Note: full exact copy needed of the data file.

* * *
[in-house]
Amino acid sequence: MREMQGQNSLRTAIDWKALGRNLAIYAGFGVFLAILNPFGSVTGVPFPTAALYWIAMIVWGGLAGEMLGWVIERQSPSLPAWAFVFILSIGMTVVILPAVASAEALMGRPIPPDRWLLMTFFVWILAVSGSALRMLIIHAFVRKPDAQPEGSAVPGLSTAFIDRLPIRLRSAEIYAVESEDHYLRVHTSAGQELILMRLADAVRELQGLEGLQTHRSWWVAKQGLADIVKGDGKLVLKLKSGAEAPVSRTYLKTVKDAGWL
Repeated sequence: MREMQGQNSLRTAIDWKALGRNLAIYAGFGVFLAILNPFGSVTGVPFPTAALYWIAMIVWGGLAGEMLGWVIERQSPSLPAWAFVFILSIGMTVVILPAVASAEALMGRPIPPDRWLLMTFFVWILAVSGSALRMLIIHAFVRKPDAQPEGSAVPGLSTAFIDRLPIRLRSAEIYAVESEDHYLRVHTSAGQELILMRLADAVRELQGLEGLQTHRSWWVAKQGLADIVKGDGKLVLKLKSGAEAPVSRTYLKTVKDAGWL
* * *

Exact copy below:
[in-house]
Amino acid sequence: MREMQGQNSLRTAIDWKALGRNLAIYAGFGVFLAILNPFGSVTGVPFPTAALYWIAMIVWGGLAGEMLGWVIERQSPSLPAWAFVFILSIGMTVVILPAVASAEALMGRPIPPDRWLLMTFFVWILAVSGSALRMLIIHAFVRKPDAQPEGSAVPGLSTAFIDRLPIRLRSAEIYAVESEDHYLRVHTSAGQELILMRLADAVRELQGLEGLQTHRSWWVAKQGLADIVKGDGKLVLKLKSGAEAPVSRTYLKTVKDAGWL
Repeated sequence: MREMQGQNSLRTAIDWKALGRNLAIYAGFGVFLAILNPFGSVTGVPFPTAALYWIAMIVWGGLAGEMLGWVIERQSPSLPAWAFVFILSIGMTVVILPAVASAEALMGRPIPPDRWLLMTFFVWILAVSGSALRMLIIHAFVRKPDAQPEGSAVPGLSTAFIDRLPIRLRSAEIYAVESEDHYLRVHTSAGQELILMRLADAVRELQGLEGLQTHRSWWVAKQGLADIVKGDGKLVLKLKSGAEAPVSRTYLKTVKDAGWL